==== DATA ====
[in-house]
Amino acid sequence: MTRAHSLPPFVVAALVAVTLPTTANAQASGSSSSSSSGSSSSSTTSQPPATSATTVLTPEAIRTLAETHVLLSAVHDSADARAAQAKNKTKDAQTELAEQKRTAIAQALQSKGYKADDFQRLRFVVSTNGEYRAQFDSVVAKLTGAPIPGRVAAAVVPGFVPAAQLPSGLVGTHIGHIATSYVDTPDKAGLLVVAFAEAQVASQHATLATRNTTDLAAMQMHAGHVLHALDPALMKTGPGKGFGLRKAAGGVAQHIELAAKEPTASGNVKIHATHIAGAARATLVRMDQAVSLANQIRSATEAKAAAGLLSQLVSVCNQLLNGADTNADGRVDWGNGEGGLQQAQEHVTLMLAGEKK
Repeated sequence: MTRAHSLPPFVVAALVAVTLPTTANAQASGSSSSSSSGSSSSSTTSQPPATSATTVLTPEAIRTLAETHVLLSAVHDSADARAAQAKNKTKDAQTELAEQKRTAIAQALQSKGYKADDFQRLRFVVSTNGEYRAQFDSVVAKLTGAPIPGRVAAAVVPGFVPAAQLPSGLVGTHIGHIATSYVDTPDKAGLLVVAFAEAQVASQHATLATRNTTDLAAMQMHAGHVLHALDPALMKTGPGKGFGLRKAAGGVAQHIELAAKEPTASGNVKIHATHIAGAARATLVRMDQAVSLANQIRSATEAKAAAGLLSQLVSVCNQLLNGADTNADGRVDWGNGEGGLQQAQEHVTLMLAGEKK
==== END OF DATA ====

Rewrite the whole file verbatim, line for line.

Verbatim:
[in-house]
Amino acid sequence: MTRAHSLPPFVVAALVAVTLPTTANAQASGSSSSSSSGSSSSSTTSQPPATSATTVLTPEAIRTLAETHVLLSAVHDSADARAAQAKNKTKDAQTELAEQKRTAIAQALQSKGYKADDFQRLRFVVSTNGEYRAQFDSVVAKLTGAPIPGRVAAAVVPGFVPAAQLPSGLVGTHIGHIATSYVDTPDKAGLLVVAFAEAQVASQHATLATRNTTDLAAMQMHAGHVLHALDPALMKTGPGKGFGLRKAAGGVAQHIELAAKEPTASGNVKIHATHIAGAARATLVRMDQAVSLANQIRSATEAKAAAGLLSQLVSVCNQLLNGADTNADGRVDWGNGEGGLQQAQEHVTLMLAGEKK
Repeated sequence: MTRAHSLPPFVVAALVAVTLPTTANAQASGSSSSSSSGSSSSSTTSQPPATSATTVLTPEAIRTLAETHVLLSAVHDSADARAAQAKNKTKDAQTELAEQKRTAIAQALQSKGYKADDFQRLRFVVSTNGEYRAQFDSVVAKLTGAPIPGRVAAAVVPGFVPAAQLPSGLVGTHIGHIATSYVDTPDKAGLLVVAFAEAQVASQHATLATRNTTDLAAMQMHAGHVLHALDPALMKTGPGKGFGLRKAAGGVAQHIELAAKEPTASGNVKIHATHIAGAARATLVRMDQAVSLANQIRSATEAKAAAGLLSQLVSVCNQLLNGADTNADGRVDWGNGEGGLQQAQEHVTLMLAGEKK